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Is Your Event Ready for the “Intentional Inclusion Era”?

The reaction of all the varied demographics of Americans—and the global community—to the 2016 presidential election cycle and beyond has ripped the proverbial fig leaf off the often taboo subject of identity. One needs not to look any further than Facebook and Twitter to find intense discussions about how people identify themselves and relate to the community around them. We are seeing a shift in how we engage with each other.  

Targeted marketing has been a trend for at least 10 years. Experiential marketing that is targeted to the individual has also been a key focus for the past five years. Marketers have been very comfortable using categories such as generation, traditional gender, and career status to direct their messaging. However, they have been less comfortable with using ethnicity, religion, LGBTQ, race, socioeconomics, and intersectional identities.

Ignoring the existence of the latter does not negate their importance for how our stakeholders (whether individual attendee or chief executive of a major sponsor) choose to invest their time and fortune at our meetings, conferences, and exhibits. I predict that the post-2016 presidential election era will include a stronger affirmation of the intersection of identity, and of event executives’ ability to successfully navigate this frontier.

Starting in 2017, this “Intentional Inclusion Era” will be manifested through how planners market, design education and  event experiences, choose speakers and presenters, use technology, and choose locations. Event executives will increasingly keep a keen eye on all of their attendees’ identities. They also will evaluate how successfully an event communicates an inclusive/welcome environment for all of the attendee profiles they have created for their events.  

Key considerations include:

1. Marketing—Do the visuals of the marketing signal a welcome environment for all of the identities represented by the attendee profiles? Or does the marketing communicate a strong push to a particular dominant group and just sprinkle in a few others to round out the visuals?

2. Design—Does the event experience design (particularly the gamification element) favor one set of cultural/ethnic/socioeconomic norms, or does it infuse a variety of intersections of cultural/ethnic/socioeconomic norms?

3. Set Up—Are there convenient areas to accommodate a variety of common needs? (i.e., nursing mothers, prayer/meditation space, quiet space to recharge, etc.)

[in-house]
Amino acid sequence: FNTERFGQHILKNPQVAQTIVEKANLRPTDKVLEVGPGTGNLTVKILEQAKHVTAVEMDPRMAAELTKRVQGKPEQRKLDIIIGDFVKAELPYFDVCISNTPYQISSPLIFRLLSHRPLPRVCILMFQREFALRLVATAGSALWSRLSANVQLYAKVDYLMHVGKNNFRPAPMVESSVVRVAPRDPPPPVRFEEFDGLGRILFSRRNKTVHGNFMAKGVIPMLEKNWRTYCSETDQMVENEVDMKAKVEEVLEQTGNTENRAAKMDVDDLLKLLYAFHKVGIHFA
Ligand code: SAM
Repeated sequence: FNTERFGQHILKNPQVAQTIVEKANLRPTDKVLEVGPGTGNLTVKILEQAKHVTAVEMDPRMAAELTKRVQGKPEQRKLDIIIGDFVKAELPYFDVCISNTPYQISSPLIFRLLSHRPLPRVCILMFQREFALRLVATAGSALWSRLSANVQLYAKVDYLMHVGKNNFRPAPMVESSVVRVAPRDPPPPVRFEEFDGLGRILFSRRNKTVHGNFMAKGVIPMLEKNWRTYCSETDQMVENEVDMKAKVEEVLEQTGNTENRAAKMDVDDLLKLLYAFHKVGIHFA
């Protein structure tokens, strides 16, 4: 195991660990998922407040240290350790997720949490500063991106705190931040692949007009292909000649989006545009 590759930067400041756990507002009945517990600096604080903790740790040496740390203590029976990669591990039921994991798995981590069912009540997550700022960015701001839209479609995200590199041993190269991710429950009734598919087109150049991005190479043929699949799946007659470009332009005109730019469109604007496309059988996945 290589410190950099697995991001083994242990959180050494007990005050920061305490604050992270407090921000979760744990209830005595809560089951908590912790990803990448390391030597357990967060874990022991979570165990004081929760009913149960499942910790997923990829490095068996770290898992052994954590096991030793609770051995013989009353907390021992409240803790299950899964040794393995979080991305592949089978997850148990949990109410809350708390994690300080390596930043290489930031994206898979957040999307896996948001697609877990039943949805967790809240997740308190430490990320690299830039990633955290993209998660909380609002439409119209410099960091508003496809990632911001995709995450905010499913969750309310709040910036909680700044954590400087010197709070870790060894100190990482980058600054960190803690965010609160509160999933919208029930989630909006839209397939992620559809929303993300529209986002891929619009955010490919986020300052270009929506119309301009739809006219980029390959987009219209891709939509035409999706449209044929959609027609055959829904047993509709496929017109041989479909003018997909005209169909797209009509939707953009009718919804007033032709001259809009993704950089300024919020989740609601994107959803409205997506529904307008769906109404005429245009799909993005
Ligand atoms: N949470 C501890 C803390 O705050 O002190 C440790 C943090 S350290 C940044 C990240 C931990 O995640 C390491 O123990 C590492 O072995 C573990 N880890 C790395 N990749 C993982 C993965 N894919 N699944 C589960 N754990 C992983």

4. Speakers—What do the choices of speakers/presenters communicate about how we are to normalize/reinforce which identities are empowered to embody intelligence, expertise, authority, insight, innovation, and success? And more importantly, which identities are not empowered to embody these attributes by their absence from the stage?

5. Location—Is the location a place where all of your attendee profile demographics will feel safe? How can you mitigate this perception in partnership with the destination if some of your attendee profiles are likely not to feel safe?

When walking through your event in the embodiment of each of your attendee profiles, which profiles will have an experience where they are affirmed as welcomed members of this event experience and community? And which profiles will have an experience where they are affirmed as “the other” among this community of welcomed event attendees?

I call this the "Intentional Inclusion Test." It is this final area that will illuminate which aspects of the event need to be updated to ensure that your event is intentionally inclusive to all of your attendee profiles.

Inclusiveness is not just a political topic. It’s filtered throughout everything that we do. As event professionals, it’s our job to bring people together. How will you be intentionally inclusive in 2017?

 

Tamela Blalock, MBA, CMP, DES, is senior director, membership services with the National Association of Wholesalers-Distributors, where she focuses on growing memberships to the Billion Dollar and Large Company C-Suite Roundtables, and increasing NAW member engagement through the Roundtable events. She has worked in several Washington-area institutions, including the Central Intelligence Agency, Washington Redskins, SmithBucklin/Courtesy Associates, and George Washington University. Blalock, a very engaged member of the Professional Convention Management Association, Meeting Professionals International, and the American Society of Association Executives, also is one of the five co-founders of the Association for Women in Events.  

 

 

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